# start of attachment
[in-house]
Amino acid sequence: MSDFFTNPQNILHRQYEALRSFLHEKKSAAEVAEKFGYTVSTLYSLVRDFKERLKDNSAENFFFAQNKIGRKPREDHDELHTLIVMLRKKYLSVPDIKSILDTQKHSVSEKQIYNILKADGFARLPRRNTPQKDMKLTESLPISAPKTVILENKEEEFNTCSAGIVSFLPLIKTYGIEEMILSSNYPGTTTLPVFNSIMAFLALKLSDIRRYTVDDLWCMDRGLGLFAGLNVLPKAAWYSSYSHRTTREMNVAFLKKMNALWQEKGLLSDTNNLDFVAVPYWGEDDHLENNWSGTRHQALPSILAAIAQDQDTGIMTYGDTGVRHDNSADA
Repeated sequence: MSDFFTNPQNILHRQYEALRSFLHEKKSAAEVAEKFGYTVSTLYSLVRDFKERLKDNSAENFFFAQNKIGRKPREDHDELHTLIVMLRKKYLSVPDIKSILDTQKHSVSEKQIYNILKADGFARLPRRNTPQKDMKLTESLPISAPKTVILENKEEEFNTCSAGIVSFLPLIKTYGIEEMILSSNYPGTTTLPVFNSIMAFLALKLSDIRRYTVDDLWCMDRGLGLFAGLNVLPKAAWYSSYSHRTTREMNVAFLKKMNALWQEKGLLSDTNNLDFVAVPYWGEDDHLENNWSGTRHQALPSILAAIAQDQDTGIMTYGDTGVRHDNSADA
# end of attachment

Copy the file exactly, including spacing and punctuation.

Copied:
[in-house]
Amino acid sequence: MSDFFTNPQNILHRQYEALRSFLHEKKSAAEVAEKFGYTVSTLYSLVRDFKERLKDNSAENFFFAQNKIGRKPREDHDELHTLIVMLRKKYLSVPDIKSILDTQKHSVSEKQIYNILKADGFARLPRRNTPQKDMKLTESLPISAPKTVILENKEEEFNTCSAGIVSFLPLIKTYGIEEMILSSNYPGTTTLPVFNSIMAFLALKLSDIRRYTVDDLWCMDRGLGLFAGLNVLPKAAWYSSYSHRTTREMNVAFLKKMNALWQEKGLLSDTNNLDFVAVPYWGEDDHLENNWSGTRHQALPSILAAIAQDQDTGIMTYGDTGVRHDNSADA
Repeated sequence: MSDFFTNPQNILHRQYEALRSFLHEKKSAAEVAEKFGYTVSTLYSLVRDFKERLKDNSAENFFFAQNKIGRKPREDHDELHTLIVMLRKKYLSVPDIKSILDTQKHSVSEKQIYNILKADGFARLPRRNTPQKDMKLTESLPISAPKTVILENKEEEFNTCSAGIVSFLPLIKTYGIEEMILSSNYPGTTTLPVFNSIMAFLALKLSDIRRYTVDDLWCMDRGLGLFAGLNVLPKAAWYSSYSHRTTREMNVAFLKKMNALWQEKGLLSDTNNLDFVAVPYWGEDDHLENNWSGTRHQALPSILAAIAQDQDTGIMTYGDTGVRHDNSADA